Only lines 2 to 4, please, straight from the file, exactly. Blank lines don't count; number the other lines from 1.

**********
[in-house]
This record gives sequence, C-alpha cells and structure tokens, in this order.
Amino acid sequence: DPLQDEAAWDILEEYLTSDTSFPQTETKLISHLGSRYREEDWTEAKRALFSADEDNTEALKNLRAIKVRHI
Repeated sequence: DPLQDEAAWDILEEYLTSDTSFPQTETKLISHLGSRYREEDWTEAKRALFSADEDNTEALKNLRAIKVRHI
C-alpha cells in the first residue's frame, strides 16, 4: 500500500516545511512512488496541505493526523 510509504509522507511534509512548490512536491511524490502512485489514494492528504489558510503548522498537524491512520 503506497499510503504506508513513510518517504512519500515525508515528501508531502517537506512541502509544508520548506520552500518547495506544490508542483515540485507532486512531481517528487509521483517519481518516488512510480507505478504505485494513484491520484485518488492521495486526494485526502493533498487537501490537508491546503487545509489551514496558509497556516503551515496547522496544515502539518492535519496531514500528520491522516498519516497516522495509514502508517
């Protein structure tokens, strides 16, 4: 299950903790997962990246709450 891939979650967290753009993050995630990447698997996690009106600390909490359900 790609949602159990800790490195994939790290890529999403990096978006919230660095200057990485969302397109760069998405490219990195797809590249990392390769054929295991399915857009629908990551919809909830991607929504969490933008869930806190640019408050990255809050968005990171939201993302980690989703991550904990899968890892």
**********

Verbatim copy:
This record gives sequence, C-alpha cells and structure tokens, in this order.
Amino acid sequence: DPLQDEAAWDILEEYLTSDTSFPQTETKLISHLGSRYREEDWTEAKRALFSADEDNTEALKNLRAIKVRHI
Repeated sequence: DPLQDEAAWDILEEYLTSDTSFPQTETKLISHLGSRYREEDWTEAKRALFSADEDNTEALKNLRAIKVRHI